Jesus  having been born in Bethlehem in Judea in the days of Herod the king, behold, Magoi from the east having journeyed to Jerusalem, saying, (2) “Where is the king of the Jews? For we have seen his star in the east, and we have come to worship him.

1 Cum autem natus esset Iesus in Bethlehem Iudaeae in diebus Herodis regis, ecce Magi ab oriente venerunt Hierosolymam (2) dicentes: “ Ubi est, qui natus est, rex Iudaeorum? Vidimus enim stellam eius in oriente et venimus adorare eum”.

Quick point: the penultimate and antepenultimate words are pretty much, “Come let us adore him…”

3 ἀκούσας δὲ ὁ βασιλεὺς Ἡρῴδης ἐταράχθη καὶ πᾶσα Ἱεροσόλυμα μετ’ αὐτοῦ,

 Hearing this. the king was unsettled, and all of Jerusalem with him.

This is what I mean about writing history. “And all of Jerusalem with him”. Matthew has zero way of knowing that. It’s a perfect example of projecting backwards. The fact is, no one marked the event at the time. But it tells a higher Truth. It’s like the old expression, “if it isn’t true, it ought to be”. It goes along with the “King of the Jews”, that I forgot to comment on in the previous section. Matthew is not telling stories that were told from the time of Jesus. He is recording, or, IMO, making up stories that explain Jesus better than the tradition that Mark received. Remember, Mark was ambivalent; it would be entirely reasonable to infer that one of the reasons–perhaps the chief reason–Matthew wrote may have been to “correct” this ambivalence. So we start with an event of cosmic significance, a new star, one recognised as such by learned men who lived far away and so were not part of the Jewish thought-word, and one that was understood by Herod and “all Jerusalem”. This is meant to drive a stake through the heart of that ambivalence right off the bat. Jesus was divine.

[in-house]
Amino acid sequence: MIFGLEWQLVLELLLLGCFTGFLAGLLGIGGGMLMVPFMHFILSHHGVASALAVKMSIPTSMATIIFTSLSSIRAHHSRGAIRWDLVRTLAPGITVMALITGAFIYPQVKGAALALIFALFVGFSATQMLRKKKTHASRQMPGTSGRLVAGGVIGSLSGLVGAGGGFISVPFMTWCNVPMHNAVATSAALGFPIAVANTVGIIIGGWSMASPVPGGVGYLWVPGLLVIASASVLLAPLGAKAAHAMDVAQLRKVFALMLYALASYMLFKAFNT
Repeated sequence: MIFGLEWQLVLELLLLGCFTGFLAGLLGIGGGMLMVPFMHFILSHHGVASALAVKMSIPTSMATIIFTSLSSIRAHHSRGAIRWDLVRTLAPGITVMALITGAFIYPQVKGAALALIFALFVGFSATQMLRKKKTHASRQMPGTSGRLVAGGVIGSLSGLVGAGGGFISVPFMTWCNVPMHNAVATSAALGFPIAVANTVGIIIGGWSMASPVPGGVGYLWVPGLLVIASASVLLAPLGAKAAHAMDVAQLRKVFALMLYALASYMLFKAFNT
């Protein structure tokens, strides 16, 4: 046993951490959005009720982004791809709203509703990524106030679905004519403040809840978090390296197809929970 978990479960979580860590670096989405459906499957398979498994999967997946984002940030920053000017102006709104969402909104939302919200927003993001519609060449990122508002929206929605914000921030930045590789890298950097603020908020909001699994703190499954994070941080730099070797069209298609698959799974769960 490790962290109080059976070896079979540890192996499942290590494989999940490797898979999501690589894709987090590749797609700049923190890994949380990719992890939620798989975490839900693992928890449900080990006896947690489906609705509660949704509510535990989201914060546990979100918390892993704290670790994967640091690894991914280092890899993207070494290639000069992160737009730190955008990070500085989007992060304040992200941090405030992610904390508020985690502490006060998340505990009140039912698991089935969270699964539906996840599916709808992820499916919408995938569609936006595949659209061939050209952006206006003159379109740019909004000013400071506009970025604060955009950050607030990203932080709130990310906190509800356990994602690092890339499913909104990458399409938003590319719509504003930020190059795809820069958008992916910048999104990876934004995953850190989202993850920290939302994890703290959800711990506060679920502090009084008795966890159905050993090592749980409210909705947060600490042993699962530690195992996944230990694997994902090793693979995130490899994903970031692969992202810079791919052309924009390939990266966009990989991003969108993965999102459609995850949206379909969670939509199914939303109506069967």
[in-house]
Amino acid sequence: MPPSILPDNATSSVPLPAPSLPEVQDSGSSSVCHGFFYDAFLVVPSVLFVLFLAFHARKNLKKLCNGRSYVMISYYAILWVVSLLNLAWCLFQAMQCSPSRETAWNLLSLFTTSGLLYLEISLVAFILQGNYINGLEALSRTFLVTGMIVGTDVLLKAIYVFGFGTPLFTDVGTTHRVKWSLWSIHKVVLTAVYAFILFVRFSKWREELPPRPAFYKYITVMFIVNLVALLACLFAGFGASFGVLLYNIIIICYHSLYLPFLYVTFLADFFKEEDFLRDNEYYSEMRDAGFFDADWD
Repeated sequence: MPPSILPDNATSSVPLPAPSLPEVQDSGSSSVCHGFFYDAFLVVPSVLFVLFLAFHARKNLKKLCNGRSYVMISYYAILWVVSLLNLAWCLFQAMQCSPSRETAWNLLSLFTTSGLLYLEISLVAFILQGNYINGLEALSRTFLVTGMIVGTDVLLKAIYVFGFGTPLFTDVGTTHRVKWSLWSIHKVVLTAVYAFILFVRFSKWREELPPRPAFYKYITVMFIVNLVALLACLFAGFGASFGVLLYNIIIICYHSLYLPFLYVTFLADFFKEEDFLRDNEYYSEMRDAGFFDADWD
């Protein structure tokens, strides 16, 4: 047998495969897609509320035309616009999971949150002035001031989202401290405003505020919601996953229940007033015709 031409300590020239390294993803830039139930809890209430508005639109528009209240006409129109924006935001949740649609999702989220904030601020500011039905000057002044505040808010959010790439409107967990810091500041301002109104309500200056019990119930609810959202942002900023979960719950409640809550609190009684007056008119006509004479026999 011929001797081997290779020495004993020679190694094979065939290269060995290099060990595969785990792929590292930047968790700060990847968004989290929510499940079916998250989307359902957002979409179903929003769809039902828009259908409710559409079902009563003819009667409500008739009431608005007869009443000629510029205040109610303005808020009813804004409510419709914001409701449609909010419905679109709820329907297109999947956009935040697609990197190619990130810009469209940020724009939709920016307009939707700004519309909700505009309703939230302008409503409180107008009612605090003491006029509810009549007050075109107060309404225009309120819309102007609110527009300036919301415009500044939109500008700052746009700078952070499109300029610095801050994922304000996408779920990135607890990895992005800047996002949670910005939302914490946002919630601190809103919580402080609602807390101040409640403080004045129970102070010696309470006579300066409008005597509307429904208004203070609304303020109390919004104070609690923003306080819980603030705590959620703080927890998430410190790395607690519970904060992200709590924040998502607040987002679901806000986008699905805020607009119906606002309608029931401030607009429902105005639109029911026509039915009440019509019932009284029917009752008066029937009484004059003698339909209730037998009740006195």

It should at least be mentioned that, of course, part of the reason Herod was disturbed is that he was the King of the Jews. He was the legitimate king, recognised as such by the population of Judea, and by the Romans. If there’s one thing that a king cannot stand, it’s to be told that there is another king. So news such as this is going to disturb him mightily. If he did not know the actual historical circumstances, Matthew certainly understood this historical implication.